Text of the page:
I was listening to another amazing Mickey Singer talk yesterday (at tou.org) when he brought up the great 19th century Indian saint, Ramakrishna. This guy was the real deal.

How so? Rather than chronicle his life and teachings, of which many thousands of pages have been written, I’ll relate a few important points.

Ramakrishna’s notable fans

First is that he was revered in his own time. Living in the Bengal area in Northeastern India from 1836 until his death in 1886, Ramakrishna’s teachings were extolled by none other than the great Russian novelist, Leo Tolstoy, a contemporary.

Gandhi called him “a living embodiment of godliness.”

And Jawaharlal Nehru, the prime minister of India from 1947 to 1964 claimed that Ramakrishna, “…drew our attention to the higher things of life and of the spirit.”

High praise from, arguably, the two most influential Indians of the last 100 years.

Perhaps most important was Ramakrishna’s claim that the world’s sundry religions, including Christianity and Islam, were “so many paths to reach one and the same goal.” This endorsement of the basic unity of religions was remarkable at the time, and still is over 150 years later.

For a full account of his life, I recommend Sri Ramakrishna, The Face Of Silence.

Ramakrishna’s prayer

So, what about this prayer Mickey brought up in his talk? Someone asked Ramakrishna if there was a meaningful prayer. This was his response:

Yes, there is.Give me the strength to let go of myself so every single moment of my life I can get closer to you.

What does Ramakrishna mean by this? The most basic reading is he’s saying that if we let go of ourselves, we’ll get closer to God.

What would Ramakrishna’s version of ‘letting go of ourselves’ be? Letting go of our desires, our fears, petty jealousies, feelings of superiority, or inferiority, needing to prove ourselves right and others wrong, and the like.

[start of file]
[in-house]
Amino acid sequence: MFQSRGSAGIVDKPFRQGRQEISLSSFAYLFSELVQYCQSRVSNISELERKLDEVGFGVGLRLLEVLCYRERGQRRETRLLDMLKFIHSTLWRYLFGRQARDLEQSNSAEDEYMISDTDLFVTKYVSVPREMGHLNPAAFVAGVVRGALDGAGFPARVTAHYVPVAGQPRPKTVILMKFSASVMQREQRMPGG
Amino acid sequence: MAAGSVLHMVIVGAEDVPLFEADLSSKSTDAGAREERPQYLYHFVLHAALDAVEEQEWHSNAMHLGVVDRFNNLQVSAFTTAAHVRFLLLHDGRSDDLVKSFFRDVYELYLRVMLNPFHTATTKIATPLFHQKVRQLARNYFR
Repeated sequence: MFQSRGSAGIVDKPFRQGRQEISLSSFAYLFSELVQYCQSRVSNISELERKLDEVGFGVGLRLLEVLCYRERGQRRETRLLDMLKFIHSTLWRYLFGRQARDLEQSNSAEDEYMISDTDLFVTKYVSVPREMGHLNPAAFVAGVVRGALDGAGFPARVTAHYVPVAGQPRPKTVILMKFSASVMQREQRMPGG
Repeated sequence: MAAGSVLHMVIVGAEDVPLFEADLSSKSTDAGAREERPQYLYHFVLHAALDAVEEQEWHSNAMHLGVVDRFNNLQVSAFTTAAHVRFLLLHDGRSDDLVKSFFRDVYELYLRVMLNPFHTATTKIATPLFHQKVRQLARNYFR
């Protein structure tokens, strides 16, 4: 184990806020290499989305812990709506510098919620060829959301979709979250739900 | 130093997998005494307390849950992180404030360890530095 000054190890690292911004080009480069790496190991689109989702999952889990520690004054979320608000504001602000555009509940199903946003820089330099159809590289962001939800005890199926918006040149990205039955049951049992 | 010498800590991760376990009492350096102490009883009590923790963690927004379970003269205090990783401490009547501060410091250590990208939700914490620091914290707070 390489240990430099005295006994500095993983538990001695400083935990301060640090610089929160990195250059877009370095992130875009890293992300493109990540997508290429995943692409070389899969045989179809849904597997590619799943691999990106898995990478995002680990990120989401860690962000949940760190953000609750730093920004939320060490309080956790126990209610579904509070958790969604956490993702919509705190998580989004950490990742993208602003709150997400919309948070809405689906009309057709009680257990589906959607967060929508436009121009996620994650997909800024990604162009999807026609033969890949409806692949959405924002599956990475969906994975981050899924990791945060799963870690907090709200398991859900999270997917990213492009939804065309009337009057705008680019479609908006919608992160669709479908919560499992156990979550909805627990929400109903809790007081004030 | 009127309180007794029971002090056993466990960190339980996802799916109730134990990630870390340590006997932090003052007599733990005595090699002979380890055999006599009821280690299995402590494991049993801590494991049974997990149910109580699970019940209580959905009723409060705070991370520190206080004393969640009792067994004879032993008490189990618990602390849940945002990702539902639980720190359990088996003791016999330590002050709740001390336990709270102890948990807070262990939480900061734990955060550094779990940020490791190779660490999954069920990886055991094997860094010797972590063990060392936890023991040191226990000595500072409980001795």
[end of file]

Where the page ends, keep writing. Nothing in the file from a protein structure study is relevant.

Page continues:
But if this were so easy, we wouldn’t need to pray for it. Nor would we ask for the ‘strength’ that is required to let go of ourselves. Why do we need strength to accomplish this?


We all know this. Stopping ourselves from walking around all day, every day, asking “What do I want now? What do I want now? What do I want now?” is not easy. Nor is keeping our cool when somebody talks about what a great guy Donald Trump is — or Joe Biden, if you’re on the other side on that one.

But letting go, according to this great sage, brings the highest reward there is: Closeness to God. What’s so great about getting closer to God?

Without diving into all of the complexities the G-word carries with it, let’s go with closeness to God means closeness to our true selves. This gets real deep real quick, but most spiritual traditions, one way or another, profess that the true self/consciousness within all of us is God.

As Meher Baba, another great Indian saint, said:

Man minus mind equals God.”

The mind being that illusory self that Ramakrishna urges us to let go of.

Pinpointing the absolute truth of any of this is impossible for we mortals living on the earthly plane. Which is fine with me.

The takeaway

So I say we put our energies toward something we can effect. That something is the biggest takeaway for me in all of my perusing and musing on the profound matters of spirituality. It’s what Ramakrishna, Meher Baba, Mickey Singer and the great sages of humanity have taught.

And it is this:

Letting go of ourselves is the paramount work of a human life.